In my years of doing interviews and roundtables and Q&A’s for the various films we’ve made, there is one question that recurs. No matter the length of the piece or the tone of the room, eventually, inevitably, I am asked about the white gaze. It wasn’t until a very particular interview regarding The Underground Railroad that the blindspot inherent in that questioning became clear to me: never, in all my years of working or questioning, had I been set upon about the Black gaze; or the gaze distilled.Continue reading “A ‘Gaze’ into the Soul of ‘The Underground Railroad’”
While Marvel Comics has never allowed Sam Wilson to remain Captain America, it is good to see they have decided to allow him to hold the title in the Marvel Cinematic Universe.
In the comics, they engineered an excuse for him to become Captain America and when they were done with the story arc, Steve Rogers reclaimed his title and his shield.Continue reading “I Am Captain America: Get Used to It”
by Jamal Igle
(Warning: This essay is filled with spoilers for Star Wars: The Rise of Skywalker)
By Russell Fung
Did anyone ask for a sequel to Sleeping Beauty?
I used to write English-language screenplays for a feature animation studio in China. They hired me to write sequels to Snow White and Cinderella, asking me to infuse Western humor so that it would appeal to an international audience. The experience was difficult because nobody could agree on what the story and message had to be. I was told, “It’s a movie for children, so don’t take the themes too far or too serious. It doesn’t have to be logical or make sense. It just has to be fun and pretty.” I left the projects amicably, because I didn’t want to write a generic story that didn’t resonate with the current human condition.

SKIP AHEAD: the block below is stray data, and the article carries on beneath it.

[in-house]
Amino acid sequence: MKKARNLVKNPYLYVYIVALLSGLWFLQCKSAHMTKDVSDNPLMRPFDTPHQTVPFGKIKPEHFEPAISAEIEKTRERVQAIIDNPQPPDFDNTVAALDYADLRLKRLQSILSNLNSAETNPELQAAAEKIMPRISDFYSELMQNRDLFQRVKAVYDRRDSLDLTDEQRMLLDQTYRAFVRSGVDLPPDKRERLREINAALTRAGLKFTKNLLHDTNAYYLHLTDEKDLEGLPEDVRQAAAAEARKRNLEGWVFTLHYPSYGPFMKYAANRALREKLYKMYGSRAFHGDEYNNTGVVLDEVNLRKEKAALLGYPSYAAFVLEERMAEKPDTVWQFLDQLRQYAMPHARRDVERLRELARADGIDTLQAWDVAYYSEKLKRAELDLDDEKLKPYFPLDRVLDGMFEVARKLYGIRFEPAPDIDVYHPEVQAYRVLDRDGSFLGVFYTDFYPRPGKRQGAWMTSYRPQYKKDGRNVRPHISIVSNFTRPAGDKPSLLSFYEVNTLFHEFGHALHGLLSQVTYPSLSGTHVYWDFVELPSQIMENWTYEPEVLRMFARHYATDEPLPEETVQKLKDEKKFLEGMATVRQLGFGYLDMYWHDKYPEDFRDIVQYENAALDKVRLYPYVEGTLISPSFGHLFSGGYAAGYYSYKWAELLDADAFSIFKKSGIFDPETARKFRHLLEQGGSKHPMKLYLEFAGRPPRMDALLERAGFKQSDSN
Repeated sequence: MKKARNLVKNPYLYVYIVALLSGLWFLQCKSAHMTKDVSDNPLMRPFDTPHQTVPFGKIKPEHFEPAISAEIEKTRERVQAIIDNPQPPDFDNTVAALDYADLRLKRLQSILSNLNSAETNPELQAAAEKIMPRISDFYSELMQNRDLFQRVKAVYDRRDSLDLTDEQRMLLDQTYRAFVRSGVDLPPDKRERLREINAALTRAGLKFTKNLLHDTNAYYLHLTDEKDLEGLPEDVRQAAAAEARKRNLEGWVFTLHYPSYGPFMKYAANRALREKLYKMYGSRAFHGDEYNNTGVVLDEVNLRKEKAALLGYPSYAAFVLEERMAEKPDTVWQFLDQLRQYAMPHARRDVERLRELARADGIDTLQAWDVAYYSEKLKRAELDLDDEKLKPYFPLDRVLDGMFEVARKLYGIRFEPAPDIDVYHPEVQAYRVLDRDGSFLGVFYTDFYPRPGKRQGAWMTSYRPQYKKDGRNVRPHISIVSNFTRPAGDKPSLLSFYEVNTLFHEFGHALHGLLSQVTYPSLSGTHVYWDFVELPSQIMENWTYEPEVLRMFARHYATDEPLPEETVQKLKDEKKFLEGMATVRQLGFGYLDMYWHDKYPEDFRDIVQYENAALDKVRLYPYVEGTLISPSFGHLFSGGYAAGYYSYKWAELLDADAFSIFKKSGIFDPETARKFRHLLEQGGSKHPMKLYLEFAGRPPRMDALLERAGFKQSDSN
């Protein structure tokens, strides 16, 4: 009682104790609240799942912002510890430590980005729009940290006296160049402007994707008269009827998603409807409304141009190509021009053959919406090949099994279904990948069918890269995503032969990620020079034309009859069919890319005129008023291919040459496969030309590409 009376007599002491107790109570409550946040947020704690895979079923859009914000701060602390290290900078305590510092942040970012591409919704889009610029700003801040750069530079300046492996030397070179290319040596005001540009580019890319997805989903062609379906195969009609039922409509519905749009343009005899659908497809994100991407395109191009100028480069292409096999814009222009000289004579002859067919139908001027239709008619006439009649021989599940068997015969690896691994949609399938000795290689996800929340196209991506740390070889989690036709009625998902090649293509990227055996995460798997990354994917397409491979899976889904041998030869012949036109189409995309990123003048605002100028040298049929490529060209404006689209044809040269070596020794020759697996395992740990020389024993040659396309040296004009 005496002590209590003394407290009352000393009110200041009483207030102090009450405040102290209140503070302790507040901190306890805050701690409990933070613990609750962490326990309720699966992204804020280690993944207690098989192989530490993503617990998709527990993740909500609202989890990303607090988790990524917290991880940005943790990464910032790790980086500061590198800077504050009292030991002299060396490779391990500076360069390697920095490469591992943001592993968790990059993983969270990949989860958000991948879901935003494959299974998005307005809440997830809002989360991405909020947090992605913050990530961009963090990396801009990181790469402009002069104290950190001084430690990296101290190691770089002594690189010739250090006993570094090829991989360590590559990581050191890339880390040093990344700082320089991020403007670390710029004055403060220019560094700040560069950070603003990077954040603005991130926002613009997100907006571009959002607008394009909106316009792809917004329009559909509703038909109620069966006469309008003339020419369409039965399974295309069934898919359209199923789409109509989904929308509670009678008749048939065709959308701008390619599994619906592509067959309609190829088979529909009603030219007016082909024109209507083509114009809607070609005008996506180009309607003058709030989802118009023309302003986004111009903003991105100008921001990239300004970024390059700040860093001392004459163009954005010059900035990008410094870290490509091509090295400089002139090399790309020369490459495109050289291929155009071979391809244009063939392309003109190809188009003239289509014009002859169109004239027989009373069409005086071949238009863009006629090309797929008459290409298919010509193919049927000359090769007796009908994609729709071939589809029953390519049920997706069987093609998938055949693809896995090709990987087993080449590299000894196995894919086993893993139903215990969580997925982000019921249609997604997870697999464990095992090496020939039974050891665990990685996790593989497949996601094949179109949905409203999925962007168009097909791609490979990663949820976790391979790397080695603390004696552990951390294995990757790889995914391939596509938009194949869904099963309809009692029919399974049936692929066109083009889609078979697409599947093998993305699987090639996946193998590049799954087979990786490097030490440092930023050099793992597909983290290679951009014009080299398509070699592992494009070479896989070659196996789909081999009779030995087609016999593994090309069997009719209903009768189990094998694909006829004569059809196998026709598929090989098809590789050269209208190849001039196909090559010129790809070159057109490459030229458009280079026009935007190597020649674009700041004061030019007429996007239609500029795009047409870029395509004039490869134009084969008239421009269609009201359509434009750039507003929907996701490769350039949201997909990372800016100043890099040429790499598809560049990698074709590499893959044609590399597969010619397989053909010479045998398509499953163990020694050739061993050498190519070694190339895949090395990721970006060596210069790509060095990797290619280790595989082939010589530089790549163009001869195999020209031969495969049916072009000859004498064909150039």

By Esther Kim
Maleficent: Mistress of Evil reunites Maleficent (Angelina Jolie) and Aurora (Elle Fanning) as they face their biggest challenge: growing up.
Sure, there are the fey people wanting to come from behind the shadows and a potential battle between them and humans, especially with an evil queen Ingrith (Michelle Pfeiffer) pulling the strings from behind the throne. But the main story is really the relationship between Maleficent and Aurora.
“I feel the huge part of the success from the first film is that it had a strong emotional core,” said director Joachim Rønning during the global press conference in Beverly Hills. “I think that was the most important to me to continue telling that story. The story about Maleficent and Aurora. That’s what I can relate with as a parent, myself.”
I went to Aquaman for two reasons: First, the ticket was free. Second, this is basically underwater Magic Mike, right? I came for the pecs, I stayed for the pecs. But also for the analysis of what it is to be of two cultures. I mean races. I mean… worlds?
Deadline reports that Marvel Studios is fast-tracking a feature film based on Shang-Chi, arguably the preeminent Asian hero in the Marvel Universe. Chinese-American screenwriter Dave Callaham (hey, he’s from Fresno!) currently is on-board to write the script. From Deadline:
NOC guest Porshèa discusses how the Harry Potter franchise and fandom struggle with progressivism in the wake of Fantastic Beasts and its numerous problems. Continue reading The White Progressivism of The Harry Potter Franchises
Here are some words about the upcoming CosGala from YouTuber and founder of Gamer’s Guide, Jemarc Axinto:
I would like to introduce you all to Jenny Korn. You can read about how amazing she is right here.